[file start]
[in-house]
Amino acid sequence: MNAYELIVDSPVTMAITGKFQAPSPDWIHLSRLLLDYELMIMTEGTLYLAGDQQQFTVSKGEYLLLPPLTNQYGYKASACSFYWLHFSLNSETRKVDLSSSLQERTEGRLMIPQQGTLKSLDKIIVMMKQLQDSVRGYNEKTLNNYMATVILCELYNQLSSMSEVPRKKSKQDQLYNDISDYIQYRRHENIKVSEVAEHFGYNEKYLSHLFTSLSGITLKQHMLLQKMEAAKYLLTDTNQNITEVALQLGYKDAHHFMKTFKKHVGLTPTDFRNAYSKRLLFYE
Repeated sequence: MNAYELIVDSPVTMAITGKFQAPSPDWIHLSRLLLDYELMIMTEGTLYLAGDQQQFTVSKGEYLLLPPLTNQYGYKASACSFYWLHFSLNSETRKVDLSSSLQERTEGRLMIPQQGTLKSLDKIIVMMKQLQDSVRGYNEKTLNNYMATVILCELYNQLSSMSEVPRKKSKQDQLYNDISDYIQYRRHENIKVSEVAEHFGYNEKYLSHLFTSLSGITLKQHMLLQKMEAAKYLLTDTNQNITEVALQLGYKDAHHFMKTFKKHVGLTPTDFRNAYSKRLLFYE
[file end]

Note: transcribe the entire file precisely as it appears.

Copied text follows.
[in-house]
Amino acid sequence: MNAYELIVDSPVTMAITGKFQAPSPDWIHLSRLLLDYELMIMTEGTLYLAGDQQQFTVSKGEYLLLPPLTNQYGYKASACSFYWLHFSLNSETRKVDLSSSLQERTEGRLMIPQQGTLKSLDKIIVMMKQLQDSVRGYNEKTLNNYMATVILCELYNQLSSMSEVPRKKSKQDQLYNDISDYIQYRRHENIKVSEVAEHFGYNEKYLSHLFTSLSGITLKQHMLLQKMEAAKYLLTDTNQNITEVALQLGYKDAHHFMKTFKKHVGLTPTDFRNAYSKRLLFYE
Repeated sequence: MNAYELIVDSPVTMAITGKFQAPSPDWIHLSRLLLDYELMIMTEGTLYLAGDQQQFTVSKGEYLLLPPLTNQYGYKASACSFYWLHFSLNSETRKVDLSSSLQERTEGRLMIPQQGTLKSLDKIIVMMKQLQDSVRGYNEKTLNNYMATVILCELYNQLSSMSEVPRKKSKQDQLYNDISDYIQYRRHENIKVSEVAEHFGYNEKYLSHLFTSLSGITLKQHMLLQKMEAAKYLLTDTNQNITEVALQLGYKDAHHFMKTFKKHVGLTPTDFRNAYSKRLLFYE